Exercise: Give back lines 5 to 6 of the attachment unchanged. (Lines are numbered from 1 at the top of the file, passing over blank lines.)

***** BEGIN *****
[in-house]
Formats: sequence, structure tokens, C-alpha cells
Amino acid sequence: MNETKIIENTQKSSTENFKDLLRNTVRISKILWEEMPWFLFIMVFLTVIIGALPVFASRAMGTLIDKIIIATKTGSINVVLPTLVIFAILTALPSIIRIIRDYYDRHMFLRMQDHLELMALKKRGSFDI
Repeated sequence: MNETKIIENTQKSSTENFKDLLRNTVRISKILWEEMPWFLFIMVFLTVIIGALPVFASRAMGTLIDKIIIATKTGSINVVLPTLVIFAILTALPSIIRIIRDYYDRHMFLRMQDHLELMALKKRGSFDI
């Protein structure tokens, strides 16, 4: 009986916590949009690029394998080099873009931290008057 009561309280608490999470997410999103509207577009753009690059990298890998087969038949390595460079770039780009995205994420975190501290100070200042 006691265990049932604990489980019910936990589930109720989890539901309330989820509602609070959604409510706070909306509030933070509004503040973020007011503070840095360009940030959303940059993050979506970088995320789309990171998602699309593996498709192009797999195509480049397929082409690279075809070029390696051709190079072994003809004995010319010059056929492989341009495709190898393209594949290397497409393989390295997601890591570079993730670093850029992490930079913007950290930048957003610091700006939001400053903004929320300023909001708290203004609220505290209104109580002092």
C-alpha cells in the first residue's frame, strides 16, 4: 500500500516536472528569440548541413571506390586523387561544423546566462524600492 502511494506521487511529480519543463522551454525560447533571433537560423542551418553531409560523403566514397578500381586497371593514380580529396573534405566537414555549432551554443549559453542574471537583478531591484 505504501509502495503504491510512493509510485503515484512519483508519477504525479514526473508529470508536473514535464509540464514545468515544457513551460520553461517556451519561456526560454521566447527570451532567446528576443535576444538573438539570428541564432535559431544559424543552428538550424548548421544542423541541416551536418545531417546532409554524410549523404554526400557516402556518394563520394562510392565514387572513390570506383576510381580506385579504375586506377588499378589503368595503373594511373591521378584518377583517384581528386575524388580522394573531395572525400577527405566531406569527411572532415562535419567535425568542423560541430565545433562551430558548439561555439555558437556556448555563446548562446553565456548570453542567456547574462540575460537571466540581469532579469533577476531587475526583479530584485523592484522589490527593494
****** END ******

């Protein structure tokens, strides 16, 4: 009986916590949009690029394998080099873009931290008057 009561309280608490999470997410999103509207577009753009690059990298890998087969038949390595460079770039780009995205994420975190501290100070200042 006691265990049932604990489980019910936990589930109720989890539901309330989820509602609070959604409510706070909306509030933070509004503040973020007011503070840095360009940030959303940059993050979506970088995320789309990171998602699309593996498709192009797999195509480049397929082409690279075809070029390696051709190079072994003809004995010319010059056929492989341009495709190898393209594949290397497409393989390295997601890591570079993730670093850029992490930079913007950290930048957003610091700006939001400053903004929320300023909001708290203004609220505290209104109580002092």
C-alpha cells in the first residue's frame, strides 16, 4: 500500500516536472528569440548541413571506390586523387561544423546566462524600492 502511494506521487511529480519543463522551454525560447533571433537560423542551418553531409560523403566514397578500381586497371593514380580529396573534405566537414555549432551554443549559453542574471537583478531591484 505504501509502495503504491510512493509510485503515484512519483508519477504525479514526473508529470508536473514535464509540464514545468515544457513551460520553461517556451519561456526560454521566447527570451532567446528576443535576444538573438539570428541564432535559431544559424543552428538550424548548421544542423541541416551536418545531417546532409554524410549523404554526400557516402556518394563520394562510392565514387572513390570506383576510381580506385579504375586506377588499378589503368595503373594511373591521378584518377583517384581528386575524388580522394573531395572525400577527405566531406569527411572532415562535419567535425568542423560541430565545433562551430558548439561555439555558437556556448555563446548562446553565456548570453542567456547574462540575460537571466540581469532579469533577476531587475526583479530584485523592484522589490527593494